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An incomplete implementation of Random Forests in Clojure

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README.md

Random Forests in Clojure

A simple implementation of Random Forests for classification and regression in Clojure.

Features:

  • Supports categorical, continuous and text features (as bag of words)
  • Supports classification
  • Supports regression
  • Estimates out of sample error during training

Limitations:

  • All training examples must fit into memory
  • Forests are not serialized

A description of random forests can be found at: http://www.stat.berkeley.edu/~breiman/RandomForests/.

Decision trees are constructed recursively as anonymous functions choosing splitting nodes that minimize the Gini impurity. A textual representation of the generated tree is generated and stored as meta data.

Usage

To use add to your project.clj:

    [random-forests-clj "0.2.0"]

Example

Feaures are represented by the index in the training example. A forest can be built using the build-random-forest method providing the training examples and the indices of the features to use.

    (use 'random-forests.core)

    ;; target is in the last position
    (def examples (list ["M" "<25" 1] ["M" "<40" 0] ["F" "<35" 1] ["F" "<30" 1]))

    ;; features can be :continuous, :categorical or :text
    (def features (set (list (feature "gender" 0 :categorical) (feature "age" 1 :categorical))))

    ;; return a lazy sequence of decision trees with:
    ;; - 2 random feature values to determine split per splitting node
    ;; - a bootstrap resample of 3 examples per tree
    (def t (first (build-random-forest examples features 2 3)))

    ;; meta data on the Clojure function t contains a text representation of the tree
    (:tree (meta t)) ;; => "if(age==<40){0}else{1}"

    ;; also predictions on held out data are included
    (:eval (meta t)) ;; => {["M" "<25" 1] [1]}

Each tree is a function, and new examples can classified by calling the function:

    (t ["M" "<20"]) ;; => 1

Feature Encoding

Categorical features can be left as strings, continuous features should be stored as doubles, text features should be stored as sets:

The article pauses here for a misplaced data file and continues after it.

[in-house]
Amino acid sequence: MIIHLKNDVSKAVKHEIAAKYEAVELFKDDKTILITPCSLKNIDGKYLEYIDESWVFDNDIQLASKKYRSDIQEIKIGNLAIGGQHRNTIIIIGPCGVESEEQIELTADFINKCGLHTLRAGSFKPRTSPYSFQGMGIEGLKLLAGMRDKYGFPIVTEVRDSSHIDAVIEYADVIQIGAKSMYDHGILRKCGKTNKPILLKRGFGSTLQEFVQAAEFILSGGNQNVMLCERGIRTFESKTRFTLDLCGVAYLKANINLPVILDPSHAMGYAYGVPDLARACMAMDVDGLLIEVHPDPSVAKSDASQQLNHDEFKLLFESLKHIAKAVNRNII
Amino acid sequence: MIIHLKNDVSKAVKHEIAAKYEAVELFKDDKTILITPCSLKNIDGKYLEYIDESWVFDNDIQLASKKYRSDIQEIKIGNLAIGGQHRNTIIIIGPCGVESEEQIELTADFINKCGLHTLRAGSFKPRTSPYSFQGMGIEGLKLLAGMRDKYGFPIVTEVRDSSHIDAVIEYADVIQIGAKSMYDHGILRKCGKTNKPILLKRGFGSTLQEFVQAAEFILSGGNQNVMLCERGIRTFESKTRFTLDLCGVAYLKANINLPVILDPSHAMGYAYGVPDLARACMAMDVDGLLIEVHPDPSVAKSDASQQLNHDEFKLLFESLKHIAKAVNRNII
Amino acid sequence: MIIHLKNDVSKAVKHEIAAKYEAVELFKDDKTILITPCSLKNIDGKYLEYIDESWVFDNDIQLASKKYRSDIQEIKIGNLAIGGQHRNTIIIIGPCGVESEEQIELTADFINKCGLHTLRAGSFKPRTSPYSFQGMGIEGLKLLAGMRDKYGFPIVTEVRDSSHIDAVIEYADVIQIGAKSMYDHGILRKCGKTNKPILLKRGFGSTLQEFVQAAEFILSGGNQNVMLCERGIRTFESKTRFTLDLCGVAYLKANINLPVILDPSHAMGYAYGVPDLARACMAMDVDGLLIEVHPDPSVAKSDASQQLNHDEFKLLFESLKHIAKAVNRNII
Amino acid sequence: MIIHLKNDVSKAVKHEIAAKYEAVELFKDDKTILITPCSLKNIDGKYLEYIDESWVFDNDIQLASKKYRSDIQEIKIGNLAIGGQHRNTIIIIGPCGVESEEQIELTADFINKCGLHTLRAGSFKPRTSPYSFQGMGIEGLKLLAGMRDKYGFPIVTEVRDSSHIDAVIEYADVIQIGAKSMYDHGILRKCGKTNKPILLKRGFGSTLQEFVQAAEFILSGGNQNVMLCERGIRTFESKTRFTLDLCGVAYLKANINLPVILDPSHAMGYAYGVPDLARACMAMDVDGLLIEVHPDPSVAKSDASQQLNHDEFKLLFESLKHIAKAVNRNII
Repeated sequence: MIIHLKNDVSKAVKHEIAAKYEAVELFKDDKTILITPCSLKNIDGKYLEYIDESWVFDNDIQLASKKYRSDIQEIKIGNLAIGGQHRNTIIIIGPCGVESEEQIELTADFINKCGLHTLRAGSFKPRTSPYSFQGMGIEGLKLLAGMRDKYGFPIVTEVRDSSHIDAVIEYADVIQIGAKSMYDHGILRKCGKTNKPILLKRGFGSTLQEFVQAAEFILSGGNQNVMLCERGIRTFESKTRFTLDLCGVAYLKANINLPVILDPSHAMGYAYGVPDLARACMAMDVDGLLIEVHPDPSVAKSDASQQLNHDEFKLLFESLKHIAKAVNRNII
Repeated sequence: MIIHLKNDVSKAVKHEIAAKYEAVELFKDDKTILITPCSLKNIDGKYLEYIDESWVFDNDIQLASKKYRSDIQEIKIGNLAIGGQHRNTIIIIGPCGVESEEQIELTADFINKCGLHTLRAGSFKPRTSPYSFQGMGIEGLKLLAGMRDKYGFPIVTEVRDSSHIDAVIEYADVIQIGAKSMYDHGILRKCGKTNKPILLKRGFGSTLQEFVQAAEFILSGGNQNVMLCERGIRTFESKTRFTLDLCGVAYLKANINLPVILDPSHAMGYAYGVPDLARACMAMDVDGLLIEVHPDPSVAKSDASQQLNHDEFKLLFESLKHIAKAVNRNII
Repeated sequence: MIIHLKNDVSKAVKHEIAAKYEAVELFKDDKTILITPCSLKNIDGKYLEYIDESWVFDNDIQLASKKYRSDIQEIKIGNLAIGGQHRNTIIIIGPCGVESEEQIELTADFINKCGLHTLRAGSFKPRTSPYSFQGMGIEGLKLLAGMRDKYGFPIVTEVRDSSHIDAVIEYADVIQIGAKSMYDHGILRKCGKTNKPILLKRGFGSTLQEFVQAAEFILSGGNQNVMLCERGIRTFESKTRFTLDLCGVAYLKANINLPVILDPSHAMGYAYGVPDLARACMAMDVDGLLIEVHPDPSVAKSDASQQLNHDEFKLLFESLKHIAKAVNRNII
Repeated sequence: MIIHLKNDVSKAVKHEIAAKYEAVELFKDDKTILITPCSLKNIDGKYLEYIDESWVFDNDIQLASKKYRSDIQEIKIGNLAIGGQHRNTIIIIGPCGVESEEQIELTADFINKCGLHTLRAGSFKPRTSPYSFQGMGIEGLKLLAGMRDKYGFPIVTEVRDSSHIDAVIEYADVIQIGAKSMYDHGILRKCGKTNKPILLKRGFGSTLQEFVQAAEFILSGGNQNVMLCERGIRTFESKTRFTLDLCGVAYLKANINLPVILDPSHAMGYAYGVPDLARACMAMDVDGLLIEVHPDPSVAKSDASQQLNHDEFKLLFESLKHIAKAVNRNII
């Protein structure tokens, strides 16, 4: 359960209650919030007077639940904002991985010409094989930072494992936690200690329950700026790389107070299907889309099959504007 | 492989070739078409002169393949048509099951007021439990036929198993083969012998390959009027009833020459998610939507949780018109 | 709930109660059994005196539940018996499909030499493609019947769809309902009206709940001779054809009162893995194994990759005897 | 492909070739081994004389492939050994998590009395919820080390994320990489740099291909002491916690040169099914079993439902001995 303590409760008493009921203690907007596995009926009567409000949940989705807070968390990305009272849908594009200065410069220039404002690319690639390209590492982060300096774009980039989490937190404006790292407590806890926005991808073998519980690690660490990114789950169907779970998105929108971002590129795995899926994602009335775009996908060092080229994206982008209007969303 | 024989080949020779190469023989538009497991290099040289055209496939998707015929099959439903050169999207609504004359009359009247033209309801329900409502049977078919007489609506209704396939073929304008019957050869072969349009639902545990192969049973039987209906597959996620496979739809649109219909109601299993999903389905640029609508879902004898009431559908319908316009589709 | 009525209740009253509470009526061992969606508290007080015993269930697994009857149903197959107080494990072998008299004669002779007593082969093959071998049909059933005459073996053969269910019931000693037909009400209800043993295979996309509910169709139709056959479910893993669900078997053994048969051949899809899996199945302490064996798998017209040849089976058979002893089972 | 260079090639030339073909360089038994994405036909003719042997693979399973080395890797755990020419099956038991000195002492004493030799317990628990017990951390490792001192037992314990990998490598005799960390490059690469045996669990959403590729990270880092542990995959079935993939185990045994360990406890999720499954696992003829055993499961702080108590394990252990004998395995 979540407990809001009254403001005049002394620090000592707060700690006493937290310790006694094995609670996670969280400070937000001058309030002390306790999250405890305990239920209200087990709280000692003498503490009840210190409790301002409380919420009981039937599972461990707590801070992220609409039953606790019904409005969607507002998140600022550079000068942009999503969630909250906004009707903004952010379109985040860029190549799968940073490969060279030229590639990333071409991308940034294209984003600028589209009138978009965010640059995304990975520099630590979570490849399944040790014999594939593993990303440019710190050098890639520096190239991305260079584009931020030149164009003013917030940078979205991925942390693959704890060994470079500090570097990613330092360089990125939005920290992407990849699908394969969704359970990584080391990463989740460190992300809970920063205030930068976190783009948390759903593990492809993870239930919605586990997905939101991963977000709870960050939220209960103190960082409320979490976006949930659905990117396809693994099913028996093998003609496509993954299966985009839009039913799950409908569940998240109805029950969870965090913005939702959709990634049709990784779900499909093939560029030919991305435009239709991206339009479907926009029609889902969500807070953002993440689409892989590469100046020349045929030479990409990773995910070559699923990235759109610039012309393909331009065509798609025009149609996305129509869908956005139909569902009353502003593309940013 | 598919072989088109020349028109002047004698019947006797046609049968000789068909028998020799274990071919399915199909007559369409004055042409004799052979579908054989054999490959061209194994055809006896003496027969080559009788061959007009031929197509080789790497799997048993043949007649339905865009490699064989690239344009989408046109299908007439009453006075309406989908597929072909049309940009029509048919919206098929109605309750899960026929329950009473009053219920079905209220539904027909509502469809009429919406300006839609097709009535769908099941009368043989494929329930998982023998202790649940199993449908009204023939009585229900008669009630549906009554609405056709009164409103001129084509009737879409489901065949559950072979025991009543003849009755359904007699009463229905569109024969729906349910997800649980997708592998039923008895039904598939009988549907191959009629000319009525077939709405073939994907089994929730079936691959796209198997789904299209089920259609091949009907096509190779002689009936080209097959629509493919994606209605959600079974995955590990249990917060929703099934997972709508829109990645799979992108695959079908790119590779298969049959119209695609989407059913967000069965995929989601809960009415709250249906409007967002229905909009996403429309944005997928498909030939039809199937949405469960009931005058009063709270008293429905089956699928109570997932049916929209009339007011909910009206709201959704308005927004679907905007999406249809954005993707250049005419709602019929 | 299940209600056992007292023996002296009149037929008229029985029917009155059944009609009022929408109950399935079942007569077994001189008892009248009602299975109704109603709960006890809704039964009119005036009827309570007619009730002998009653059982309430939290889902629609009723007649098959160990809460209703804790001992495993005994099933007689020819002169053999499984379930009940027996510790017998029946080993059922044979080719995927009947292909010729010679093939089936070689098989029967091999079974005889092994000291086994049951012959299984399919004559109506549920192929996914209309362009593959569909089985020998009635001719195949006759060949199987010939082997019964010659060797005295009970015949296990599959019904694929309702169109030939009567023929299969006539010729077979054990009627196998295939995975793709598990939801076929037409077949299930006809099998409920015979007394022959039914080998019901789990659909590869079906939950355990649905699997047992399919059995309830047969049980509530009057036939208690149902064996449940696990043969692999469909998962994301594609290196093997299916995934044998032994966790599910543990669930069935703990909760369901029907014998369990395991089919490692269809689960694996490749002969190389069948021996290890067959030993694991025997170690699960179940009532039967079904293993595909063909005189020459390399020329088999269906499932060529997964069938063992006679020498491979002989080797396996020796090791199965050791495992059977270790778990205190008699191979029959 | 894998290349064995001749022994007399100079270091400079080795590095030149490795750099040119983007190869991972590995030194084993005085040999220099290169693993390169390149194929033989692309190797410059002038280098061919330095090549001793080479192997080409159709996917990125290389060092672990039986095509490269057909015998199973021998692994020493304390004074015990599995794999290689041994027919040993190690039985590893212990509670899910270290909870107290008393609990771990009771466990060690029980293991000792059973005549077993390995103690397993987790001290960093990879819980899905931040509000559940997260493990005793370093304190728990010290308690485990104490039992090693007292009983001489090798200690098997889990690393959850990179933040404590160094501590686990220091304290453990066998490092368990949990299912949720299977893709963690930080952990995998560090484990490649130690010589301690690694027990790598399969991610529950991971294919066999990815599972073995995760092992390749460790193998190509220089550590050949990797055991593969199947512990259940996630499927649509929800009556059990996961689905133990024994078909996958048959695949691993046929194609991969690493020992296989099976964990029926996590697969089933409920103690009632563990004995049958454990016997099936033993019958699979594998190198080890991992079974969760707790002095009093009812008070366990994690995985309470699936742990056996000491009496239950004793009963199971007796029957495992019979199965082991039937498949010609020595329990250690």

(use '[random-forests.encoding :only (text-tokens)])

   ;; text features should be encoded as text using text-tokens for stemming
   (set (text-tokens "this is a text training example")) ;; => #{"train" "text" "exampl"}

   ;; training examples with categorical, continuous and text feature
   ;; (target is last element)
   (def examples (list ["a" 4.5 #{"foo" "bar"} 1] ["b" 4.6 #{"bar" "baz"} 0])

Command Line Usage

Models can built from the command line using lein run:

Usage:

 Switches                   Default  Desc
 --------                   -------  ----
 -h, --no-help, --help      false    Show help
 -f, --features             []       Features specification (matching CSV header): name=continuous,foo=text
 -s, --size                 1000     Size of bootstrap sample per tree
 -m, --split                100      Number of features to sample for each split
 -o, --output                        Write detailed training error output in CSV format to output file
 -t, --target                        Prediction target name
 -b, --no-binary, --binary  false    Perform binary classification of target (measures AUC loss)
 -l, --limit                100      Number of trees to build

To build a binary classifier on the provided test data set using a forest of 500 trees:

lein run -f V1=categorical,V2=categorical,V3=categorical,V4=categorical,V5=categorical,V6=categorical,V7=categorical,V8=categorical,V9=categorical \
         -l 500 \
         -t target=continuous \
         -b \
         test/data/cancer.csv

which will output out of sample AUC loss for the entire forest as each tree is added to the forest:

1: 0.875000
2: 0.843000
3: 0.824000
4: 0.798000
5: 0.843000
6: 0.855000
7: 0.855000
8: 0.878000
9: 0.864000
10: 0.883000
11: 0.879000
12: 0.892000
13: 0.906000
14: 0.906000
15: 0.935000
...

License

Copyright (C) 2010-2012 Erik Andrejko

Distributed under the Eclipse Public License, the same as Clojure.

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